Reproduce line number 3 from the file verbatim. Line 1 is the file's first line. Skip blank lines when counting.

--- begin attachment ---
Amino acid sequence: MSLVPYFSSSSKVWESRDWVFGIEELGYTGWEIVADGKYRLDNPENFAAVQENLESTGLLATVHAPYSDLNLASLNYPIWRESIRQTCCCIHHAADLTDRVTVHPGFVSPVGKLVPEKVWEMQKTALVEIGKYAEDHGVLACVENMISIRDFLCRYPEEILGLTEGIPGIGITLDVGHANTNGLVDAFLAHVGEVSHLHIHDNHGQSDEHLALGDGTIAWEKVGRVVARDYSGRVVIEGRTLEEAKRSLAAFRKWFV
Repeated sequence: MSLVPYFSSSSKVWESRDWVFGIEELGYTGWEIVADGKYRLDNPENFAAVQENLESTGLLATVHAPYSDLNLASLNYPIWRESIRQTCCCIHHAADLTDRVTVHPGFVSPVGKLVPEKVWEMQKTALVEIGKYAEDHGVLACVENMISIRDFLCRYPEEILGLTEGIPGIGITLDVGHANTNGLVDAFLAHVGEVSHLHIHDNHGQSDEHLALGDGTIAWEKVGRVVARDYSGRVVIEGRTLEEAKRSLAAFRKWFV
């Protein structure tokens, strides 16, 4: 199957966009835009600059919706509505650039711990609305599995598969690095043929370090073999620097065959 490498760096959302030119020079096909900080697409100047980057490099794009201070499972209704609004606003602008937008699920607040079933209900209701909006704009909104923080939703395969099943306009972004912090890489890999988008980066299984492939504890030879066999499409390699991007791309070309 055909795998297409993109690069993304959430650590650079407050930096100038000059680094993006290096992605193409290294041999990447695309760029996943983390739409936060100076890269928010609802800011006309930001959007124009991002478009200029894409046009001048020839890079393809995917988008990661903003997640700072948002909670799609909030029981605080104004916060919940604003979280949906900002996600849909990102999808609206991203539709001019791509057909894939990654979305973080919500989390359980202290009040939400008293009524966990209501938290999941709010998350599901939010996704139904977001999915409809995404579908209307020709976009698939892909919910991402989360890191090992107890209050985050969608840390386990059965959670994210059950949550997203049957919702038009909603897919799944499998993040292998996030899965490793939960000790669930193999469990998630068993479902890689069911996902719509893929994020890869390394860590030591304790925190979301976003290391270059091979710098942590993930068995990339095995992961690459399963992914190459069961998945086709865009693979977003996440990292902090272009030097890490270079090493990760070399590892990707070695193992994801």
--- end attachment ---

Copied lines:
């Protein structure tokens, strides 16, 4: 199957966009835009600059919706509505650039711990609305599995598969690095043929370090073999620097065959 490498760096959302030119020079096909900080697409100047980057490099794009201070499972209704609004606003602008937008699920607040079933209900209701909006704009909104923080939703395969099943306009972004912090890489890999988008980066299984492939504890030879066999499409390699991007791309070309 055909795998297409993109690069993304959430650590650079407050930096100038000059680094993006290096992605193409290294041999990447695309760029996943983390739409936060100076890269928010609802800011006309930001959007124009991002478009200029894409046009001048020839890079393809995917988008990661903003997640700072948002909670799609909030029981605080104004916060919940604003979280949906900002996600849909990102999808609206991203539709001019791509057909894939990654979305973080919500989390359980202290009040939400008293009524966990209501938290999941709010998350599901939010996704139904977001999915409809995404579908209307020709976009698939892909919910991402989360890191090992107890209050985050969608840390386990059965959670994210059950949550997203049957919702038009909603897919799944499998993040292998996030899965490793939960000790669930193999469990998630068993479902890689069911996902719509893929994020890869390394860590030591304790925190979301976003290391270059091979710098942590993930068995990339095995992961690459399963992914190459069961998945086709865009693979977003996440990292902090272009030097890490270079090493990760070399590892990707070695193992994801």